In 2005, the Australian Bureau of Statistics Personal Safety Survey estimated that almost 2 in every 5 women (39%) in Australia had experienced some form of violence since the age of 15.
In 2005 1 in every 6 women (1 293 100) said they had experienced sexual assault since the age of 15.
Half of these were committed by a family member of friend; one in five perpetrators was a previous partner. Only in 22% of cases of sexual assault against women was the perpetrator unknown
In the year 2004-2005 126,000 women in Australia experienced sexual violence. But only 19 per cent of the women who had experienced sexual violence by a male perpetrator reported the incident to police.
Since the age of 15, 15% of women (1 135 000) had experienced domestic violence by their previous partner and 2.1% of women had experienced violence by their current partner.
Only 2 out of 10 women who experience physical violence by their current or previous partner report it to police.
In 77% of cases of physical violence by men against women the perpetrator is a partner or relative of the woman. Only in 11% of cases is the perpetrator unknown to the woman.
For women with families, in half the cases where a woman experienced violence from her partner, there were children present. In about 27% of cases, the children had actually witnessed the violence.
Where violence was perpetrated by a previous partner, in 61% of cases there were children present. In about 36% of cases, the children had witnessed the violence. (2005, ABS Personal Safety Survey).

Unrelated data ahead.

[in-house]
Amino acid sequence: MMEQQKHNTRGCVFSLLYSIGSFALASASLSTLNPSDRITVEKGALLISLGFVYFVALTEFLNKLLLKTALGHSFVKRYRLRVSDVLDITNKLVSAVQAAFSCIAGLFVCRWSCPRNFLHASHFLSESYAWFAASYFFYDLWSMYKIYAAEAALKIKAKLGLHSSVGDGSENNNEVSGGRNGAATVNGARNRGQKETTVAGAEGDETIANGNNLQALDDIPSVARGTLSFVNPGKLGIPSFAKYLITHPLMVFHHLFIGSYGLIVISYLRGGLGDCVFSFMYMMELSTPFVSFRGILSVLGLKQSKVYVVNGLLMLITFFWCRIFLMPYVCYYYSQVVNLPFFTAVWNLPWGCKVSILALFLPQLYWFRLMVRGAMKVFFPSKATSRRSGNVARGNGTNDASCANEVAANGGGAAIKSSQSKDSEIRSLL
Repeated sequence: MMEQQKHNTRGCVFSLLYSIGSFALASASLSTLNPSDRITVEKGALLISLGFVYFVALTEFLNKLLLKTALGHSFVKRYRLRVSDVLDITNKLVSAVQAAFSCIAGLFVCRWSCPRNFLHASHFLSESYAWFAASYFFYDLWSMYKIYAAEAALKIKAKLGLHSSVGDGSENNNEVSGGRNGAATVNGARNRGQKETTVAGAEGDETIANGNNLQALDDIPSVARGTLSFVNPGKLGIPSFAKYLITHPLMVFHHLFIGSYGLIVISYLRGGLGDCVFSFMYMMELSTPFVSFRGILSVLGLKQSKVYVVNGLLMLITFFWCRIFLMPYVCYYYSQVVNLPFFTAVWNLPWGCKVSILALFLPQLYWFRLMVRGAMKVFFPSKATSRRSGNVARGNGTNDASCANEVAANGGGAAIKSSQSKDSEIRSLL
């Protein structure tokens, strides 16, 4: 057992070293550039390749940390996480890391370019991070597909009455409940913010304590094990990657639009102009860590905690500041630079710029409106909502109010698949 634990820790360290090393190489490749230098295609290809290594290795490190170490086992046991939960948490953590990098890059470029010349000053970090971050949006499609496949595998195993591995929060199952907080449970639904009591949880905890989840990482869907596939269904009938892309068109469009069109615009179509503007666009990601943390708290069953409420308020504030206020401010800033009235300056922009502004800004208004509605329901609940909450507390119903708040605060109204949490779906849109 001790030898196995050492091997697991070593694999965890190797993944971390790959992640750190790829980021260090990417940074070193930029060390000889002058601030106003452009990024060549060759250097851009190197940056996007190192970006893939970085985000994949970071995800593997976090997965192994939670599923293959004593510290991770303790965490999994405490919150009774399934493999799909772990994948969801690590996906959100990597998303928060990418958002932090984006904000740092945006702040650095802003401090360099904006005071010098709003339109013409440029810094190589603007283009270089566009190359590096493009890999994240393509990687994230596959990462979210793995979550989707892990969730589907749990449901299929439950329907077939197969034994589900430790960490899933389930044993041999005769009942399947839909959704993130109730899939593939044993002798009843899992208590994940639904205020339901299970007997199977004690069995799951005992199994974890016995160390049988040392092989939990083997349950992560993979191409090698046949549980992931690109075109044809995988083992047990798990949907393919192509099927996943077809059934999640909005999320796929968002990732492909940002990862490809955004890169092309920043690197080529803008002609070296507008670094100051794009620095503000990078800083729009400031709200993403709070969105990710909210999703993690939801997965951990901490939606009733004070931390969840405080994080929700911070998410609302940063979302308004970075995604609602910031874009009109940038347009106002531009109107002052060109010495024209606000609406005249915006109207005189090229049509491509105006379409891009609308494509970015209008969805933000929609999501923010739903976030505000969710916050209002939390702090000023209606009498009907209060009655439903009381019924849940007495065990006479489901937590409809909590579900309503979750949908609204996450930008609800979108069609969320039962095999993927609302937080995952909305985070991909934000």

Domestic violence and homelessness
Domestic violence is the primary reason women become homeless and seek help from the Supported Accommodation Assistance Program (SAAP) since data collection began over a decade ago.
. More than half (54%) of women with children seeking crisis accommodation cite domestic violence as the main cause of their homelessness.
Of women without children – more than a third of those over 25 and almost a quarter of women under the age of 25 cited the main cause of their homelessness as Domestic Violence.
Only half the women and children seeking crisis accommodation due to domestic violence are able to be housed.
Between 1989 and 2002 there were on average 77 intimate partner homicides each year in Australia. 75% of these murders involved a male killing his female partner. A quarter of the intimate partner homicides occurred between separated, divorced or estranged couples – of those killed 84% were women. During 2003 – 2004 there were 71 intimate partner homicides, “the majority of which involved a male killing his female partner”
Cost To the Community
The total annual cost of domestic violence in 2002 -2003 was estimated to be $8.1 billion. Because of the pain, suffering and premature death experienced by victims half of the $8.1 billion is estimated to be borne by the victims of domestic violence. The cost to the general community is estimated to be $1.2 billion. Despite the fact that most incidents of domestic violence remain unreported the total estimated legal costs of DV in 2002-2003 was $298 million.
In Australia, domestic violence causes more ill health for women than other health risks such as high cholesterol and illicit drugs. For women between the ages of 15-44 domestic violence is the greatest risk factor.
A study in Victoria found that:
“Intimate partner violence is responsible for more ill health and premature death in Victorian women under the age of 45 than any other of the well known risk factors, including high blood pressure, obesity and smoking (VicHealth 2004)”.